Might be moot, ver 8 (which is in beta) series of Chrome has a built-in PDF reader - not sure how complete or how secure it is however. That being said, Adobe Reader runs in ver 7 (current stable version) series just fine.

The OS should provide the option to sandbox too (5, Insightful)

the_humeister (922869) | more than 3 years ago | (#34281746)

Any program I run should be have the option of being sandboxed by the the OS if I so choose.

Re:The OS should provide the option to sandbox too (1)

Pieroxy (222434) | more than 3 years ago | (#34281852)

Any program I run should be have the option of being sandboxed by the the OS if I so choose.

I guess you mean that every OS should propose that option. I mean, every modern OS, not this unix clone that is based on technologies from the 70s right?

Re:The OS should provide the option to sandbox too (1)

LordLimecat (1103839) | more than 3 years ago | (#34282044)

Wait, are you talking about Linux, Windows, or Mac? Pretty sure theyre all "unix clones" in some sense of the word, and pretty sure theyre all based on SOME technologies from the 70s...

Re:The OS should provide the option to sandbox too (1)

Pieroxy (222434) | more than 3 years ago | (#34282134)

But only one of them is a unix clone.

Re:The OS should provide the option to sandbox too (0, Troll)

mcgrew (92797) | more than 3 years ago | (#34282150)

Mac an Linux are Unix clones. Why do you think all the viruses are for Windows? "Based on '70s technologies" means it's a mature technology that has kept up with the times. It's a GOOD thing.

If they were to rewrite Windows and base it on this mature tech, Windows would be a lot more stable and secure.

Re:The OS should provide the option to sandbox too (1)

TangoCharlie (113383) | more than 3 years ago | (#34282284)

I thought that WindowsNT was heavily influenced by the VMS architecture?!

Re:The OS should provide the option to sandbox too (3, Interesting)

mevets (322601) | more than 3 years ago | (#34283070)

Windows New Technology => WNT

(V+1)(M+1)(S+1) == WNT

Cutler didn't even pretend it was new.

Re:The OS should provide the option to sandbox too (1)

TheSpoom (715771) | more than 3 years ago | (#34282370)

If they were to rewrite Windows and base it on this mature tech, Windows would be a lot more stable and secure.

They did this. It was, for a while. It was called Windows NT.

Might be time for another rewrite, honestly. *shrugs and continues running Linux*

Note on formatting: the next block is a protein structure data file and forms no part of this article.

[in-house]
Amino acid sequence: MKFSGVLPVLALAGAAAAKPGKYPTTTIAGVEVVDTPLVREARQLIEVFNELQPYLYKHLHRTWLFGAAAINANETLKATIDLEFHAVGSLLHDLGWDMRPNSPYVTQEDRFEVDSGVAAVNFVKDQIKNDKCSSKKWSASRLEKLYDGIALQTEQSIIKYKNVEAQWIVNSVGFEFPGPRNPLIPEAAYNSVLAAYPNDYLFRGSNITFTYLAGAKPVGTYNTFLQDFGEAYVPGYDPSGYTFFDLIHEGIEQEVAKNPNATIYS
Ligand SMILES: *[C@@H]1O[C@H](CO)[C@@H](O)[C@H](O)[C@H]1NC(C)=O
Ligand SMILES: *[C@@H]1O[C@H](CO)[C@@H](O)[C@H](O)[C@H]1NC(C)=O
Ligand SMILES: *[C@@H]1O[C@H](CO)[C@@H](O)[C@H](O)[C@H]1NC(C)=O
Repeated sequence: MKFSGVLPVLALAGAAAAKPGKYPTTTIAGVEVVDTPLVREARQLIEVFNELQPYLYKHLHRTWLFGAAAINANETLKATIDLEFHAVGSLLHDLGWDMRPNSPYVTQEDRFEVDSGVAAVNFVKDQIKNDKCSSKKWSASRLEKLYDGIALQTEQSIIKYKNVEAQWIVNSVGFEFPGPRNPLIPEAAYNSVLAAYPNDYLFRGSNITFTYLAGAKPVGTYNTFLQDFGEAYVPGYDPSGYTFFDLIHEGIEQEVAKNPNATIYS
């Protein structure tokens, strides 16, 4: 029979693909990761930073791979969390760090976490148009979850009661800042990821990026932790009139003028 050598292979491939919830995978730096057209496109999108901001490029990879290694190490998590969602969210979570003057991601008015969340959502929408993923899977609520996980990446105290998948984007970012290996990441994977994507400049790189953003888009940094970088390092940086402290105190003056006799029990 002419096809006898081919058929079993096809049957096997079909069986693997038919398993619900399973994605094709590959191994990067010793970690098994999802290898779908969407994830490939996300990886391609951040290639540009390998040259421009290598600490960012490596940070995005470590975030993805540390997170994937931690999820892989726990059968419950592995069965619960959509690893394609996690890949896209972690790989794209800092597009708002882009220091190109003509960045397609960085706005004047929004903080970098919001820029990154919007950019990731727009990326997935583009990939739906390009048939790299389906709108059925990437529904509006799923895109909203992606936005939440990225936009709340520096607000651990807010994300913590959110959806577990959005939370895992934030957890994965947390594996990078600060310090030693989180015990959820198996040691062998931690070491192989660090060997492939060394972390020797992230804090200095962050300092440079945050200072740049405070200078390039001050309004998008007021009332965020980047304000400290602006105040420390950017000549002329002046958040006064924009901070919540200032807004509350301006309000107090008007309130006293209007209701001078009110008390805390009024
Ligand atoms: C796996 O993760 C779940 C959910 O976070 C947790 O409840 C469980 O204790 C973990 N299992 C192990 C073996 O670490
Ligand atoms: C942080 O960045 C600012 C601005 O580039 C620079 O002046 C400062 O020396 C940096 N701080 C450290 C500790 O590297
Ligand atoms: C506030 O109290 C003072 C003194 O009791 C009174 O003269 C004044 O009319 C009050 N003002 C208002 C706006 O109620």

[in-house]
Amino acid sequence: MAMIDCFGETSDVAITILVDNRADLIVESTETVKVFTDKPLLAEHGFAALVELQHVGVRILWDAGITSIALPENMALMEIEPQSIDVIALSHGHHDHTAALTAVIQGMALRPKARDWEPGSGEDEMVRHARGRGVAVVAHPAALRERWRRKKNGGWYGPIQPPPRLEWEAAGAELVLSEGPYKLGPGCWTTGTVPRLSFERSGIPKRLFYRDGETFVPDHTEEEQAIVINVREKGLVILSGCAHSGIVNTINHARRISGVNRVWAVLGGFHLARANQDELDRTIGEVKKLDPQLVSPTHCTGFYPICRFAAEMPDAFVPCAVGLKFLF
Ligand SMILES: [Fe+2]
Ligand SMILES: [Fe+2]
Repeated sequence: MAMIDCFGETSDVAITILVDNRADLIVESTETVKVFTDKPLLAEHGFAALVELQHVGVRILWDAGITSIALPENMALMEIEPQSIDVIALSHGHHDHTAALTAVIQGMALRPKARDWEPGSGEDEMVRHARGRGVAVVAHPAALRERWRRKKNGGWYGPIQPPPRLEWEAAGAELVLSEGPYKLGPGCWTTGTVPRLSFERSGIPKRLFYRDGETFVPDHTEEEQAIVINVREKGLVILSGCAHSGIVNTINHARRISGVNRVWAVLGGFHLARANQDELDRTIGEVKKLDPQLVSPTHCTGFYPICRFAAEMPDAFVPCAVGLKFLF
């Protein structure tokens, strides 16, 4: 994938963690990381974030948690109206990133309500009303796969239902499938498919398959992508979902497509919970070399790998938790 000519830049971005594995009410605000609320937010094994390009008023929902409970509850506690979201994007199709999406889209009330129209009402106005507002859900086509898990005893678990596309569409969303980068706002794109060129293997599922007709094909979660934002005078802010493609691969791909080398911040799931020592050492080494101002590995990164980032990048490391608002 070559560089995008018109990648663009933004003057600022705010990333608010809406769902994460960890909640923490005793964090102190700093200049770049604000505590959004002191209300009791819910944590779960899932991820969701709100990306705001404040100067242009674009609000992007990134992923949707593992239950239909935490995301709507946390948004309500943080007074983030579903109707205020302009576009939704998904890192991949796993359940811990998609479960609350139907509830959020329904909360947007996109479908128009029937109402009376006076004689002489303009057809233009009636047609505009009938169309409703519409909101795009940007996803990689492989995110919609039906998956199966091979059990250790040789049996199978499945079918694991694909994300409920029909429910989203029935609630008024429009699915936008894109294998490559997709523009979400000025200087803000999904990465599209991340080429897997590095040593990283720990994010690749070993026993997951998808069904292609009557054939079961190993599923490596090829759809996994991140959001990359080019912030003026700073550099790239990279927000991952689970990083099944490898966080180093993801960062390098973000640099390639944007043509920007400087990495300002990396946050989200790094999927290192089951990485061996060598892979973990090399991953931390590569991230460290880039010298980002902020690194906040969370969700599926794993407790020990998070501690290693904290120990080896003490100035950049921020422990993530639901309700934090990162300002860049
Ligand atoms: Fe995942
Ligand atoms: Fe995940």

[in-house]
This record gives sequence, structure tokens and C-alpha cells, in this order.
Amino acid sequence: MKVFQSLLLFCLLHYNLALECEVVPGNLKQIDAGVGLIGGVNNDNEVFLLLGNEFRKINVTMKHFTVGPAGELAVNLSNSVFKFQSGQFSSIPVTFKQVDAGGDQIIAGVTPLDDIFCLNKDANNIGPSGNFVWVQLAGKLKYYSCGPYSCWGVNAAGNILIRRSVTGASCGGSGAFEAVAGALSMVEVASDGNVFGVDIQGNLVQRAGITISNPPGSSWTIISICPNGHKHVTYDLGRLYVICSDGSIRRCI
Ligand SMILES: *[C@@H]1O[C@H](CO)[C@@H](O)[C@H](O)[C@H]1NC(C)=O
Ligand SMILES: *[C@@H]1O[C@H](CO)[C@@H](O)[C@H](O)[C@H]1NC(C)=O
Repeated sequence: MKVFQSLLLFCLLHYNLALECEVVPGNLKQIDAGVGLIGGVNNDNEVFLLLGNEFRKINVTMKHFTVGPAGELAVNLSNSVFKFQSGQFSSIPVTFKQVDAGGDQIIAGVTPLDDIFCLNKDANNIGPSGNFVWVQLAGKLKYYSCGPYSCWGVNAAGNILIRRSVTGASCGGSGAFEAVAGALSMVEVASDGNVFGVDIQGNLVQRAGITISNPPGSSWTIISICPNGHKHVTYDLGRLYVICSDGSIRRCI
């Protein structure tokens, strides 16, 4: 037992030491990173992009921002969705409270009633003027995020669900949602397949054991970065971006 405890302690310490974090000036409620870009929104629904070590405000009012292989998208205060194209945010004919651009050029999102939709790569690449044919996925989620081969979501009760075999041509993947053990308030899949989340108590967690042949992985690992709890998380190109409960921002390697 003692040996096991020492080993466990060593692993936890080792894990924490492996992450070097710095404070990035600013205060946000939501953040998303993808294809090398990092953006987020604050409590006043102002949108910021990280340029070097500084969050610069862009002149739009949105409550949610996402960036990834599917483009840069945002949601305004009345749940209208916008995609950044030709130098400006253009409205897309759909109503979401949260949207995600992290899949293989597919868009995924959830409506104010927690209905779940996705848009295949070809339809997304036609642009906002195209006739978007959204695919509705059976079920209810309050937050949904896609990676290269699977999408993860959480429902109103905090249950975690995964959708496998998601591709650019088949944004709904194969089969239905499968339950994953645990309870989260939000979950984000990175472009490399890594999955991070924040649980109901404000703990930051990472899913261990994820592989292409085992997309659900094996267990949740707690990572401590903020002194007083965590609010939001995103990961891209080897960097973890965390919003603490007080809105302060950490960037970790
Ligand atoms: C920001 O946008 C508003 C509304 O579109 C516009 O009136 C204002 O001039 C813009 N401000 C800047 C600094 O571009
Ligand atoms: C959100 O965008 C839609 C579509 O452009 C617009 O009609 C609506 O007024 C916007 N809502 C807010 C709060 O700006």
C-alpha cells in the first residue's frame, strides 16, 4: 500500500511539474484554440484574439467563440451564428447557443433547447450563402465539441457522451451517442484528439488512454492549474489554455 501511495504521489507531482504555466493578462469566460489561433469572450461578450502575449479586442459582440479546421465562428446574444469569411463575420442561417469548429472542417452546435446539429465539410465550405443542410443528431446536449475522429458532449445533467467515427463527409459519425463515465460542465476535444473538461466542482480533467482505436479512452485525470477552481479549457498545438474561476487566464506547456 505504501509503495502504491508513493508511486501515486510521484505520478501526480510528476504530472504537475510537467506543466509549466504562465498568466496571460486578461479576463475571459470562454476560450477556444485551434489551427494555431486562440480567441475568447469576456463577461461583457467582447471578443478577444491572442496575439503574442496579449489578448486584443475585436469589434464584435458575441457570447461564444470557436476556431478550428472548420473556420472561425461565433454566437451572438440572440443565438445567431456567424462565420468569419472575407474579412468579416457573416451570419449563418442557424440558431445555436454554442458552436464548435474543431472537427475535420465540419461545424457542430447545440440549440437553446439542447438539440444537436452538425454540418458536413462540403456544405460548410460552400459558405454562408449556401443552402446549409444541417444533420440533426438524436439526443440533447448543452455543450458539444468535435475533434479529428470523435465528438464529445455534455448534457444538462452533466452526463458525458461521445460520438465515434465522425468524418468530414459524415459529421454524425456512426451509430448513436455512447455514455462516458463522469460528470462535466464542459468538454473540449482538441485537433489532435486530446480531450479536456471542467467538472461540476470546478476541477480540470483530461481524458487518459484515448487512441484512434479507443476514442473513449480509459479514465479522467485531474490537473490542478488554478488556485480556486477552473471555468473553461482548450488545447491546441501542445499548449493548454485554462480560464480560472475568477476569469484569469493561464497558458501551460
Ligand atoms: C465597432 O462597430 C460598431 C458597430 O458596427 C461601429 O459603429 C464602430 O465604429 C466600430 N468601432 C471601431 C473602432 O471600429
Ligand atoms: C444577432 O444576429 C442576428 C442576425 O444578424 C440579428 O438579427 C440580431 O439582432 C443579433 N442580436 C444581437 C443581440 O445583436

Re:The OS should provide the option to sandbox too (2, Insightful)

hairyfeet (841228) | more than 3 years ago | (#34282560)

I ahhhh hate to break the news to ya McGrew, but actually repairing Windows PCs for a living I can tell you the vast majority of Windows infections post XP SP2 is PEBKAC related. I have sat there dumbfounded after telling a user that a password protected zip file was an infection and watched them happily do EXACTLY what the email told them to and infect their machine, I have dealt with grown men that would run ANY .exe if it had the word "porn" in the title, and watched grown women click on ANY link sent to them via FB.

I can tell you without a shadow of a doubt that if you replaced all the Windows machines with Linux tomorrow by next week those users inboxes would be full of "free_porn_codec.sh" or "Happy_puppy_screensaver.sh" with instructions that they WOULD follow to run them. So unless you are willing to talk ALL rights away from home users and give them a Steve Jobs style walled garden OS design wouldn't do squat.

As for TFA, how does this compare to the Foxit "protected mode" where it shuts down all the executable code and just gives you the PDF? And for those that want to sandbox ANY app I would suggest Comodo Internet Security [comodo.com] or Comodo AV (same link) which are both free and both by default sandbox ALL apps, and can be easily set to run any app sanboxed full time if you like. It does help with the PEBKAC users if for no other reason than they can't figure out how to turn the sandbox off.

Re:The OS should provide the option to sandbox too (1)

mcgrew (92797) | more than 3 years ago | (#34283100)

can tell you the vast majority of Windows infections post XP SP2 is PEBKAC related

I would imagine that it was pretty much the same as before XP as well. Trojans are a lot easier to write than viruses, and easier to impliment on any OS.